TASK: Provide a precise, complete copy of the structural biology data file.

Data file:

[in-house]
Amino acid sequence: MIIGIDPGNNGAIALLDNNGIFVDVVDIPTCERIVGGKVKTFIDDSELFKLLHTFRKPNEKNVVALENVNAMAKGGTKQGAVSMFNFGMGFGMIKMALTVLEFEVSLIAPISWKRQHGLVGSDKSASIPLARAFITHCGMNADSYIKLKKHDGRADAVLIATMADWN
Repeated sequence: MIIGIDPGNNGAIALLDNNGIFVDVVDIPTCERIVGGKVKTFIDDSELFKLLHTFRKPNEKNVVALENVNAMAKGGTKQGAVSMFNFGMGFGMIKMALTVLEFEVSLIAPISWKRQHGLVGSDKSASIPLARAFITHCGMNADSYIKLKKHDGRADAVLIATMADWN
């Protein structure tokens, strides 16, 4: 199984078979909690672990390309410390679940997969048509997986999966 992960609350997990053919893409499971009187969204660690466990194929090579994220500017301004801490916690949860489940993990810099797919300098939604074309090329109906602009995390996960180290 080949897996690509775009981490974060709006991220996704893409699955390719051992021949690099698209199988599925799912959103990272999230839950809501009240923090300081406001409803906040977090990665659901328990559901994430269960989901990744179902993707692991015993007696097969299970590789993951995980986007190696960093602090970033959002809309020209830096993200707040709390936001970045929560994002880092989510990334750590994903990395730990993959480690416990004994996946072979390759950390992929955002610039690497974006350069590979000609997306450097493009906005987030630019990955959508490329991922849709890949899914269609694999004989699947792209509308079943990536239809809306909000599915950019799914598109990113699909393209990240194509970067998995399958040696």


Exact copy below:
[in-house]
Amino acid sequence: MIIGIDPGNNGAIALLDNNGIFVDVVDIPTCERIVGGKVKTFIDDSELFKLLHTFRKPNEKNVVALENVNAMAKGGTKQGAVSMFNFGMGFGMIKMALTVLEFEVSLIAPISWKRQHGLVGSDKSASIPLARAFITHCGMNADSYIKLKKHDGRADAVLIATMADWN
Repeated sequence: MIIGIDPGNNGAIALLDNNGIFVDVVDIPTCERIVGGKVKTFIDDSELFKLLHTFRKPNEKNVVALENVNAMAKGGTKQGAVSMFNFGMGFGMIKMALTVLEFEVSLIAPISWKRQHGLVGSDKSASIPLARAFITHCGMNADSYIKLKKHDGRADAVLIATMADWN
């Protein structure tokens, strides 16, 4: 199984078979909690672990390309410390679940997969048509997986999966 992960609350997990053919893409499971009187969204660690466990194929090579994220500017301004801490916690949860489940993990810099797919300098939604074309090329109906602009995390996960180290 080949897996690509775009981490974060709006991220996704893409699955390719051992021949690099698209199988599925799912959103990272999230839950809501009240923090300081406001409803906040977090990665659901328990559901994430269960989901990744179902993707692991015993007696097969299970590789993951995980986007190696960093602090970033959002809309020209830096993200707040709390936001970045929560994002880092989510990334750590994903990395730990993959480690416990004994996946072979390759950390992929955002610039690497974006350069590979000609997306450097493009906005987030630019990955959508490329991922849709890949899914269609694999004989699947792209509308079943990536239809809306909000599915950019799914598109990113699909393209990240194509970067998995399958040696």